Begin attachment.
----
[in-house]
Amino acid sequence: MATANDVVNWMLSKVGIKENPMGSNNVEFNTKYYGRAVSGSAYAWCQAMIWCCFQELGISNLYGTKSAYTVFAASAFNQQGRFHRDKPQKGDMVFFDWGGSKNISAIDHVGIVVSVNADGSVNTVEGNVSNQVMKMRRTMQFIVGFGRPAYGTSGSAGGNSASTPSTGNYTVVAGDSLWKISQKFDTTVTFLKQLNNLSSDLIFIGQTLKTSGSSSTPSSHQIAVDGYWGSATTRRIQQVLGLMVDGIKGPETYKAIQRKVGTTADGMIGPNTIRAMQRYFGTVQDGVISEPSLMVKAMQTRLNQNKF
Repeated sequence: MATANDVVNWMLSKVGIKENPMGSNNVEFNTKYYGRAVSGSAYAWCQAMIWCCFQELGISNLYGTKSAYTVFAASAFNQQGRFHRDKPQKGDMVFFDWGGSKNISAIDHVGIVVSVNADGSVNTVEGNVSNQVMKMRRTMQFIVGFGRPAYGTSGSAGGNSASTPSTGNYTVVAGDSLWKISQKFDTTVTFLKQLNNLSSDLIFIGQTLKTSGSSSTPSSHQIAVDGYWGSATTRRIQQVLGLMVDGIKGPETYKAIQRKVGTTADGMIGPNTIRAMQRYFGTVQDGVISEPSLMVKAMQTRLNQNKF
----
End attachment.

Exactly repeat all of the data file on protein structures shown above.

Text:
[in-house]
Amino acid sequence: MATANDVVNWMLSKVGIKENPMGSNNVEFNTKYYGRAVSGSAYAWCQAMIWCCFQELGISNLYGTKSAYTVFAASAFNQQGRFHRDKPQKGDMVFFDWGGSKNISAIDHVGIVVSVNADGSVNTVEGNVSNQVMKMRRTMQFIVGFGRPAYGTSGSAGGNSASTPSTGNYTVVAGDSLWKISQKFDTTVTFLKQLNNLSSDLIFIGQTLKTSGSSSTPSSHQIAVDGYWGSATTRRIQQVLGLMVDGIKGPETYKAIQRKVGTTADGMIGPNTIRAMQRYFGTVQDGVISEPSLMVKAMQTRLNQNKF
Repeated sequence: MATANDVVNWMLSKVGIKENPMGSNNVEFNTKYYGRAVSGSAYAWCQAMIWCCFQELGISNLYGTKSAYTVFAASAFNQQGRFHRDKPQKGDMVFFDWGGSKNISAIDHVGIVVSVNADGSVNTVEGNVSNQVMKMRRTMQFIVGFGRPAYGTSGSAGGNSASTPSTGNYTVVAGDSLWKISQKFDTTVTFLKQLNNLSSDLIFIGQTLKTSGSSSTPSSHQIAVDGYWGSATTRRIQQVLGLMVDGIKGPETYKAIQRKVGTTADGMIGPNTIRAMQRYFGTVQDGVISEPSLMVKAMQTRLNQNKF